Sudden Hearing Loss: Viruses, Vaccines, and Genes

Sudden deafness – or sudden sensorineural hearing loss – can occur for a number of reasons, including viral infections and vaccinations. Sudden hearing loss usually occurs just in one ear, leading to problems hearing certain ranges of sound. You may notice it when talking on the phone or listening to music using headphones. Imagine that scary moment when you figure out that it isn’t a broken headphone and instead is due to hearing loss.

This article explains the current research on sudden sensorineural hearing loss, including links to viral and vaccine causes. Genetic variants can significantly increase your risk of sudden sensorineural hearing loss; knowing the genetic susceptibility leads to understanding why SSNHL occurs.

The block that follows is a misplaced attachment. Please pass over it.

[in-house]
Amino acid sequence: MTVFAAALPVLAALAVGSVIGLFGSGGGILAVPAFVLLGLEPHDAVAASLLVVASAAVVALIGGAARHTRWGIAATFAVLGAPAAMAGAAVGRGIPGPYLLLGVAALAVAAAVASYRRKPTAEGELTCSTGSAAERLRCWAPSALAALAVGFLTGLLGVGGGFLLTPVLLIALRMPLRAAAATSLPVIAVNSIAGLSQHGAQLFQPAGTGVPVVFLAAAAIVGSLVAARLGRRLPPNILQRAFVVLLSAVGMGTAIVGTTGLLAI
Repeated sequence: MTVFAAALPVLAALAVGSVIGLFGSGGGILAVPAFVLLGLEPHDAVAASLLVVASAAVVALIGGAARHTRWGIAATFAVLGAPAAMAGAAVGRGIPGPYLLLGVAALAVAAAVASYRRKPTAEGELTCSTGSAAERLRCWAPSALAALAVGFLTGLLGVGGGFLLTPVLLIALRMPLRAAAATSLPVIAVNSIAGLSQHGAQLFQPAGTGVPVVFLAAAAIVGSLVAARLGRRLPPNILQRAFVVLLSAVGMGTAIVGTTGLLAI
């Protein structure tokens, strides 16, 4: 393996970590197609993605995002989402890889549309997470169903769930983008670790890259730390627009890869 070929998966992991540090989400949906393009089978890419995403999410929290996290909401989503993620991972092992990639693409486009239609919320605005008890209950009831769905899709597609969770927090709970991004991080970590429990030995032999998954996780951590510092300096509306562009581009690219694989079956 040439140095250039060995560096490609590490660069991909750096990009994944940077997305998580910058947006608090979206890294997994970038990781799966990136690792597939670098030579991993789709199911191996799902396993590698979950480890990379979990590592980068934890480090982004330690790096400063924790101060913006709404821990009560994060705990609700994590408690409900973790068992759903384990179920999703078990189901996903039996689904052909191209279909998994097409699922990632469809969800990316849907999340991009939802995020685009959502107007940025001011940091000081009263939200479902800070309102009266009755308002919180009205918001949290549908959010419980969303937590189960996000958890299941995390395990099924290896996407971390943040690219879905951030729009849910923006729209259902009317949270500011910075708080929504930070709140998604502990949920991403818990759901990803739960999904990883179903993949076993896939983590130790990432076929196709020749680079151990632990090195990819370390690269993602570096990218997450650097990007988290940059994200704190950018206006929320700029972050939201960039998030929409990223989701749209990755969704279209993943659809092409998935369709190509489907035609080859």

What is sudden sensorineural hearing loss?

Sensorineural hearing loss (SSNHL) is caused by damage either to the auditory nerve or to the tiny hairs in the cochlea.

Sudden sensorineural hearing loss, also called sudden deafness, is defined as hearing loss “greater than 30 dB in at least three consecutive frequencies that has developed within three days.”[ref] A hearing test can tell you if you’ve lost your hearing at certain frequencies.

It isn’t one of those ‘DIY’ types of health problems. If you think you have sudden hearing loss, head to the doctor because immediate treatment makes it more likely that you’ll recover your hearing.

About 50% of people with sudden sensorineural hearing loss do recover their hearing spontaneously. Usually, hearing recovery happens within a week or two.

The NIH includes the following as causes of sudden hearing loss:[ref]